WASHINGTON DC – This is how Lockheed Martin defines the F-35:
“The F-35 Lightning II is a single-seat, single-engine, stealth 5-gen fighter aircraft designed for many missions with advanced, integrated sensors built into every aircraft. Missions that were traditionally performed by small numbers of specialized aircraft, such as intelligence, surveillance and reconnaissance, and electronic attack missions can now be executed by a squadron of F-35s, bringing new capabilities to NATO and other allied air forces.”
There are many other definitions of this aircraft and many are complete antipodes to that of Lockheed Martin, but they all boil down to this – the most expensive flying turkey ever built. Since the aircraft first took flight in 2006. 13 critical flaws have been officially detected. However, independent media have cited sources claiming over 100 critical flaws. Lockheed Martin and other defense corporations involved in JFS program have been successful in hushing the media about all but the mentioned 13 flaws. Despite facing all these, potentially dangerous problems, over 400 jets have been built by June 2019.
The real reason is more of a political and economic nature rather than military. Lockheed Martin notes the following:
Of the original nine partner countries – Australia, Canada, Denmark, Italy, the Netherlands, Norway, Turkey, the United Kingdom and the United States – six have received their first jets. There are also three foreign military sale (FMS) customers – Israel, Japan and the Republic of Korea. In addition, the F-35 is being evaluated by the Belgian government as a possible replacement for their F-16 fleet and the Finnish government as a possible replacement for their F/A-18C/D fleet.
Australia, Italy, the Netherlands, Norway, UK, US, Israel and Japan have pilots and maintainers either fully trained or at some point in the training process.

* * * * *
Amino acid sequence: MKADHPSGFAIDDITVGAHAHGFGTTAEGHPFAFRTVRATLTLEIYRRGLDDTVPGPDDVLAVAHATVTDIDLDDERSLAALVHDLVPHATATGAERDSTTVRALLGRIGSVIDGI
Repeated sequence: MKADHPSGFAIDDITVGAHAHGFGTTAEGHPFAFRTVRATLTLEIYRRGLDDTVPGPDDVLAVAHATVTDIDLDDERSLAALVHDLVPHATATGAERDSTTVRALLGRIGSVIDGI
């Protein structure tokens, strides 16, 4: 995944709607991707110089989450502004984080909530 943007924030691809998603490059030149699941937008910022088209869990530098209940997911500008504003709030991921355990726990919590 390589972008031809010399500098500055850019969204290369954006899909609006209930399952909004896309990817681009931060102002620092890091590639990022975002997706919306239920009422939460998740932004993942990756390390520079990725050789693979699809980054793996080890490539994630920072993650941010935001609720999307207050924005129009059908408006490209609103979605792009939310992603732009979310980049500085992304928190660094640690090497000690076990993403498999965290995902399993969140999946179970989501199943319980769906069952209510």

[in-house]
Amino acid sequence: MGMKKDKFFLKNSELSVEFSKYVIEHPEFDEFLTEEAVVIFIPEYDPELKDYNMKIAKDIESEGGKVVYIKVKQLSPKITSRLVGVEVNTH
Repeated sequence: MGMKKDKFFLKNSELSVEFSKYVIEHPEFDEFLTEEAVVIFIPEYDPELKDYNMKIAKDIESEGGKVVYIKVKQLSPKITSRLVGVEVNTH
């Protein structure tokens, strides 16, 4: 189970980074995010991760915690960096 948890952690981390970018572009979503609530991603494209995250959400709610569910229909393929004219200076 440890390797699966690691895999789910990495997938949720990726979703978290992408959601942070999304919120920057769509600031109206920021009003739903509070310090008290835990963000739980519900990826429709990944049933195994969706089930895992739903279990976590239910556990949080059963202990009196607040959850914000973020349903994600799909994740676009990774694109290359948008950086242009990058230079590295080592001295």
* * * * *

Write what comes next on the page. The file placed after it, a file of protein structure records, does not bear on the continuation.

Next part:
Suppliers in all nine of the program’s partner countries are producing F-35 components for all aircraft, not just those for their country. And in addition to the Fort Worth plant, there are two Final Assembly and Check Out (FACO) facilities outside the United States: one in Cameri, Italy, where the first jet was delivered in December 2015; and another in Nagoya, Japan, where the first jet was delivered in June 2017.
This is where we get to one of the key critical flaws – corrosion “exceeding technical limits”, according to a Pentagon inspection.
At the moment, the heart of the dispute is the USAF inspection of the Lockheed Martin’s quality control department during production, which failed to discover problems with the fastenings, the sources said.
Another dispute with Lockheed Martin over a production mistake on the F-35 has prompted the Pentagon and at least two foreign countries from accepting delivery of new aircraft.
“Corrosion ‘exceeding technical limits’ was discovered during routine maintenance at Hill Air Force Base (AFB) last year. The Pentagon determined that the ‘lack of protective coating at the fastening point’ between the carbon fiber exterior panel and aluminum airframe to be the cause.”
Currently, the dispute revolves around paying Lockheed Martin technicians to travel around the world to remedy the issue on jets based overseas.
Last year, USAF stopped accepting new F-35s for an entire month after discovering corrosion where panels were fastened to the airframe. This is an issue that affected more than 200 of the stealthy jets, out of around 300 delivered by that point. The fix was devised, the deliveries resumed, Lockheed hit its target aircraft delivery numbers for 2017, but crawling frustrations due to other flaws continued.
A Lockheed spokeswoman said on Wednesday:
“Production on the F-35 program continues and we are confident we will meet our delivery target of 91 aircraft for 2018. While all work in our factories remains active, the F-35 Joint Program Office has temporarily suspended accepting aircraft until we reach an agreement on a contractual issue and we expect this to be resolved soon.”
This, however, wasn’t the end of F-35s troubles.
As stated before, at the moment, the heart of the dispute is the Pentagon’s inspection of the planes during Lockheed Martin’s production, which failed to discover problems with the fastenings. Because neither party caught the issue at the time each is pointing the finger at the other to pay for the fix.
The delivery pause is just the latest of a plethora of production issues that have arisen in America’s most expensive weapons program in history and comes at a time when Trump’s administration has heavily criticized the cost of the fighter.
In 2016, a fix for insulation problems in the fuel tanks and lines of the jets caused a slowdown in deliveries, which in turn increased the production costs. Again.